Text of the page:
Gordon Campbell | Parliament TV | Parliament Today | News Video | Crime | Employers | Housing | Immigration | Legal | Local Govt. | Maori | Welfare | Unions | Youth | Search

 

Crown's u-turn on high country land rejected

Media release High Country Accord

31 October 2008

Crown's u-turn on high country land rejected by High Court

A High Court judgement has ruled against the Crown for reneging on a deal to offer a special lease to a group of high country farmers.

In 2003 the Commissioner of Crown Lands (CCL) decided to grant a special lease on the expiry of a pastoral occupation licence to the group, known as the Soldiers' Syndicate.

In 2005 the CCL changed his mind and decided to designate the land, comprising 4,400 hectares in the Hawkdun and Ida ranges near Ranfurly in Otago, as a conservation area. The syndicate appealed to the High Court and was vindicated by the decision released yesterday (30 October).

Syndicate spokesman Philip Smith said, "We are elated by the verdict and are thrilled that the court has overturned what we consider to be a bad faith decision by the Crown.

"The farmers now have more confidence that their livelihoods will not be threatened by a unilateral decision to transfer to the Department of Conservation (DoC) land that they have grazed and managed for nearly 100 years."

High Country Accord Chairman Ben Todhunter also welcomed the decision.

"This is one of three court cases where high country farming families are defending their legal rights against the Crown, or Crown entities.

"Basically, you have a government determined to convert tussock grasslands that have been grazed by farmers for generations into high country parks and reserves. Because the government hasn't been able to achieve this on the scale it wants through good faith bargaining, ministers and the agencies that report to them, have been abusing legal processes."

In the review of tenure of a pastoral occupation licence such as that granted to the Soldiers' Syndicate, the Crown must consult DoC before designating land.

Mr Todhunter said this effectively meant that once the decision has been made by the Commissioner, DoC cannot then have "another bite of the cherry".

The Commissioner of Crown Lands is not obliged to consult with the landholder, but the court ruled that, having made a decision, the Crown could not renege on the deal made to the syndicate.

Hon. Justice French ruled that the Commissioner must give effect to the decision made and conveyed to the syndicate. Her ruling also stated that the interpretation of the Crown Pastoral Land Act 1998 by the syndicate was more consistent with the overall scheme of Part 3 of the Act, and with common sense, than the interpretation by the Crown.

The case is the first where a court has been asked to rule on the interpretation of Part 3 of the Act, which deals with reviews of land held under a non-renewable occupation licence.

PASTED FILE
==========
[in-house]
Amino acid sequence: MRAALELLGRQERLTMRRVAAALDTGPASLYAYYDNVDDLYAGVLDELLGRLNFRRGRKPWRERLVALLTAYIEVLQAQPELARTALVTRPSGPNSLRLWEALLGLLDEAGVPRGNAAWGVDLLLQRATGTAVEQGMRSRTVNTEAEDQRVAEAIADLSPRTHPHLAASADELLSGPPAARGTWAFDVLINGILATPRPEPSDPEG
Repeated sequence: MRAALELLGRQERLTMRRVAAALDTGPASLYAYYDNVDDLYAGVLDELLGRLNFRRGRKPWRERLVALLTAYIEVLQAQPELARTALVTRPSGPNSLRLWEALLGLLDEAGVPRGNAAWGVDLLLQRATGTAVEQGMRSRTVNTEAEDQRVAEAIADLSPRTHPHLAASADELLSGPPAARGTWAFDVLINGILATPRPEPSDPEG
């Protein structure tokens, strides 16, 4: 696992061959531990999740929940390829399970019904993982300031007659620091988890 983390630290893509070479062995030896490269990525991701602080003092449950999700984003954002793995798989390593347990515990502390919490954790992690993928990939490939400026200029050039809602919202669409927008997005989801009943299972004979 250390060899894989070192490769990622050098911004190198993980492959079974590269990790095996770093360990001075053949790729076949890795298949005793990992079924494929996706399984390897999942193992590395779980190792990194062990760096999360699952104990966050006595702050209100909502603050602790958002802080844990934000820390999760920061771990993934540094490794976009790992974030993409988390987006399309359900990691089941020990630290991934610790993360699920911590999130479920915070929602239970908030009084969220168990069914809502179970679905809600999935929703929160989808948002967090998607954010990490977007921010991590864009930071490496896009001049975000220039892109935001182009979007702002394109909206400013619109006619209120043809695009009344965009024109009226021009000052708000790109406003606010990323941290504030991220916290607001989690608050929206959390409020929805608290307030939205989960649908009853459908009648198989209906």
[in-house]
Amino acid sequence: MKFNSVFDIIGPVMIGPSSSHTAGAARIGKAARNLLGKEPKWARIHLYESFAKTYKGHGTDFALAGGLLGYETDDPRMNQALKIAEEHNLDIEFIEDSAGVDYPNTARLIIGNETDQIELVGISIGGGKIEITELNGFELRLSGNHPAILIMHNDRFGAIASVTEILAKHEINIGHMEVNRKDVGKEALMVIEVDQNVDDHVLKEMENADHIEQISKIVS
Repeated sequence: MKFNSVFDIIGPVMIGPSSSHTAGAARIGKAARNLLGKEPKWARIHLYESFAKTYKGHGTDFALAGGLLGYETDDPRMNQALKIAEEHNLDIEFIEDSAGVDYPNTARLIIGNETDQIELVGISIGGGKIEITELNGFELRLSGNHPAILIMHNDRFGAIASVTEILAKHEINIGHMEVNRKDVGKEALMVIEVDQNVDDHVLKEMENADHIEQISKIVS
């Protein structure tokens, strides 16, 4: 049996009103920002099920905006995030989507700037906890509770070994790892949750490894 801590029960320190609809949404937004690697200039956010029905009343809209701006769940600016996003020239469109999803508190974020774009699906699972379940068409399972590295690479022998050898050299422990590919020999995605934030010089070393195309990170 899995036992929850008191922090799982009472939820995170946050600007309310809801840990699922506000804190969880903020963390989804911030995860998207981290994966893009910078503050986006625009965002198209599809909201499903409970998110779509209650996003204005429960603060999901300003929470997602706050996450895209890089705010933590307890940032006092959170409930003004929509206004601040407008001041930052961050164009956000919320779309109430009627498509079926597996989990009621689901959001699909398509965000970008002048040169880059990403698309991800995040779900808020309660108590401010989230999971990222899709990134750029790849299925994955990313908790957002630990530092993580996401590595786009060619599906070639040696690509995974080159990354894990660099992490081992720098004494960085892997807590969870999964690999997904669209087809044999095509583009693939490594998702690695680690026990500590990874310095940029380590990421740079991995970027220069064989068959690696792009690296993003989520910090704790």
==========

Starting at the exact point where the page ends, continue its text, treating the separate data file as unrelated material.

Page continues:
ENDS

© Scoop Media

 
 
 
Parliament Headlines | Politics Headlines | Regional Headlines

Gordon Campbell: On Our Unreal Optimism About The Economic Impact Of Coronavirus

At this week’s Chinese New Year celebrations, PM Jacinda Ardern was resolutely upbeat that business with China would soon bounce back to normal – better than ever, even - once the coronavirus epidemic has been brought under control. To Ardern, the adversity has only accentuated just how close we are to Beijing Nothing wrong with being upbeat, if it can calm the nerves and turn business sentiment into a self-fulfilling prophecy. The problems begin when the optimism detaches itself from reality. What has been very odd so far about the coronavirus episode is that global share markets – normally spooked by mere sneezes or sniffles in the world’s major economies - have continued to be fairly positive, even as the epidemic has unfolded... More>>

First Published on Werewolf here


 

Gordon Campbell: On The Political Donations Scandals
Even paranoids have real enemies. While there has been something delusionary about the way New Zealand First has been living in denial about its donations scandal, one can sympathise with its indignation about Paula Bennett and Simon Bridges being among its chief accusers. More>>

ALSO:

UN Expert: NZ Housing Crisis Requires Bold Human Rights Response

This is a press statement from UN Special Rapporteur on the right to housing at the end of her 10-day visit to New Zealand. The Government of New Zealand has recognized that the country is facing a housing crisis, said Leilani Farha, UN Special Rapporteur ... More>>

ALSO:

2020 And Beyond: National’s Economic Plan

National Leader Simon Bridges has today outlined National’s economic plan heading into election 2020. “National understands the economy and how it impacts on New Zealanders day to day lives... More>>

ALSO:

Abortion Legislation Committee: Abortion Bill Report Presented To The House

The Abortion Legislation Committee has presented its report on the Abortion Legislation Bill to the House. A copy of the report is available here. The bill seeks to have abortion services provided like other health services... More>>

ALSO:


Auditor-General's Report : Water Management

The Auditor-General’s report Reflecting on our work about water management was presented to the House of Representatives today. Over the last two years we have been looking at how well public organisations are carrying out their water management ... More>>

ALSO:

 
 
 
 
 

LATEST HEADLINES

  • PARLIAMENT
  • POLITICS
  • REGIONAL
 


 

InfoPages News Channels